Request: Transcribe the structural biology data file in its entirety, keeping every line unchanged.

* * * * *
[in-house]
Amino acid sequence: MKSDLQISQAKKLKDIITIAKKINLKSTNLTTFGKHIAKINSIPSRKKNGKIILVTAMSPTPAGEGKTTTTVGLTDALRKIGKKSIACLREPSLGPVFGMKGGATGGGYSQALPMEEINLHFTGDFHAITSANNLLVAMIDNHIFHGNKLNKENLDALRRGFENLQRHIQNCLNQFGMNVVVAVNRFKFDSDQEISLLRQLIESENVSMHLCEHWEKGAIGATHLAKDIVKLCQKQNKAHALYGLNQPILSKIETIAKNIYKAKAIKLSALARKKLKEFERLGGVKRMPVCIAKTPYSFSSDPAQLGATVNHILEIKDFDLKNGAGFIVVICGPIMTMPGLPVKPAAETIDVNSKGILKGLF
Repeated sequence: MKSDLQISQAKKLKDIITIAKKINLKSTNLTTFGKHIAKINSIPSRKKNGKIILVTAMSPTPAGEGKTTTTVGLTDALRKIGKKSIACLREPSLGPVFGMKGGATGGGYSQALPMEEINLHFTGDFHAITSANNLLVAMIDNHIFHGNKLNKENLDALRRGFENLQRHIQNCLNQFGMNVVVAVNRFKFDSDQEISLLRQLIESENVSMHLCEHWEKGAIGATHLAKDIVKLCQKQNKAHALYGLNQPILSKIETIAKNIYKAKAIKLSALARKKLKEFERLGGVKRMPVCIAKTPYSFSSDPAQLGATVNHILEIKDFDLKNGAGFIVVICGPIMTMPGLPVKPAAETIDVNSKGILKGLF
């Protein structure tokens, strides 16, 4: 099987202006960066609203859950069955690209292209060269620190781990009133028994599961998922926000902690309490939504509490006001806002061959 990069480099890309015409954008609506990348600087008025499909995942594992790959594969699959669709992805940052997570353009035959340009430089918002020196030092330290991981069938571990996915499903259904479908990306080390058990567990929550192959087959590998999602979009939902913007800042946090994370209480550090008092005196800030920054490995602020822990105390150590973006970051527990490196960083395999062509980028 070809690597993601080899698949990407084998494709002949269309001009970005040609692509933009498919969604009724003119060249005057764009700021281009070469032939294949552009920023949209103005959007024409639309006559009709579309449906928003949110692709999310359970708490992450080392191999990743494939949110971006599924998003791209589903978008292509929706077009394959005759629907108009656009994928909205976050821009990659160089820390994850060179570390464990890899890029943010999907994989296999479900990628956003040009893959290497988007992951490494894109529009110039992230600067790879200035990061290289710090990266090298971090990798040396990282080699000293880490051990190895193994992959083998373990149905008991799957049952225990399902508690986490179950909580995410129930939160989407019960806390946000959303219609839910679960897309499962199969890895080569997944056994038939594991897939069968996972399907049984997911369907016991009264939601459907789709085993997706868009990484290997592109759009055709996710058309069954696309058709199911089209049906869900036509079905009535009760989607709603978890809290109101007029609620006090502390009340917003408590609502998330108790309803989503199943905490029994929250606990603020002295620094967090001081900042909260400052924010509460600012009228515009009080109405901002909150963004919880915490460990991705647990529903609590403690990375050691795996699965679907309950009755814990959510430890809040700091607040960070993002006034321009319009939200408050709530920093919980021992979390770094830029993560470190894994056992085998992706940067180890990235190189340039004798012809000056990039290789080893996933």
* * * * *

[in-house]
Amino acid sequence: MKSDLQISQAKKLKDIITIAKKINLKSTNLTTFGKHIAKINSIPSRKKNGKIILVTAMSPTPAGEGKTTTTVGLTDALRKIGKKSIACLREPSLGPVFGMKGGATGGGYSQALPMEEINLHFTGDFHAITSANNLLVAMIDNHIFHGNKLNKENLDALRRGFENLQRHIQNCLNQFGMNVVVAVNRFKFDSDQEISLLRQLIESENVSMHLCEHWEKGAIGATHLAKDIVKLCQKQNKAHALYGLNQPILSKIETIAKNIYKAKAIKLSALARKKLKEFERLGGVKRMPVCIAKTPYSFSSDPAQLGATVNHILEIKDFDLKNGAGFIVVICGPIMTMPGLPVKPAAETIDVNSKGILKGLF
Repeated sequence: MKSDLQISQAKKLKDIITIAKKINLKSTNLTTFGKHIAKINSIPSRKKNGKIILVTAMSPTPAGEGKTTTTVGLTDALRKIGKKSIACLREPSLGPVFGMKGGATGGGYSQALPMEEINLHFTGDFHAITSANNLLVAMIDNHIFHGNKLNKENLDALRRGFENLQRHIQNCLNQFGMNVVVAVNRFKFDSDQEISLLRQLIESENVSMHLCEHWEKGAIGATHLAKDIVKLCQKQNKAHALYGLNQPILSKIETIAKNIYKAKAIKLSALARKKLKEFERLGGVKRMPVCIAKTPYSFSSDPAQLGATVNHILEIKDFDLKNGAGFIVVICGPIMTMPGLPVKPAAETIDVNSKGILKGLF
């Protein structure tokens, strides 16, 4: 099987202006960066609203859950069955690209292209060269620190781990009133028994599961998922926000902690309490939504509490006001806002061959 990069480099890309015409954008609506990348600087008025499909995942594992790959594969699959669709992805940052997570353009035959340009430089918002020196030092330290991981069938571990996915499903259904479908990306080390058990567990929550192959087959590998999602979009939902913007800042946090994370209480550090008092005196800030920054490995602020822990105390150590973006970051527990490196960083395999062509980028 070809690597993601080899698949990407084998494709002949269309001009970005040609692509933009498919969604009724003119060249005057764009700021281009070469032939294949552009920023949209103005959007024409639309006559009709579309449906928003949110692709999310359970708490992450080392191999990743494939949110971006599924998003791209589903978008292509929706077009394959005759629907108009656009994928909205976050821009990659160089820390994850060179570390464990890899890029943010999907994989296999479900990628956003040009893959290497988007992951490494894109529009110039992230600067790879200035990061290289710090990266090298971090990798040396990282080699000293880490051990190895193994992959083998373990149905008991799957049952225990399902508690986490179950909580995410129930939160989407019960806390946000959303219609839910679960897309499962199969890895080569997944056994038939594991897939069968996972399907049984997911369907016991009264939601459907789709085993997706868009990484290997592109759009055709996710058309069954696309058709199911089209049906869900036509079905009535009760989607709603978890809290109101007029609620006090502390009340917003408590609502998330108790309803989503199943905490029994929250606990603020002295620094967090001081900042909260400052924010509460600012009228515009009080109405901002909150963004919880915490460990991705647990529903609590403690990375050691795996699965679907309950009755814990959510430890809040700091607040960070993002006034321009319009939200408050709530920093919980021992979390770094830029993560470190894994056992085998992706940067180890990235190189340039004798012809000056990039290789080893996933």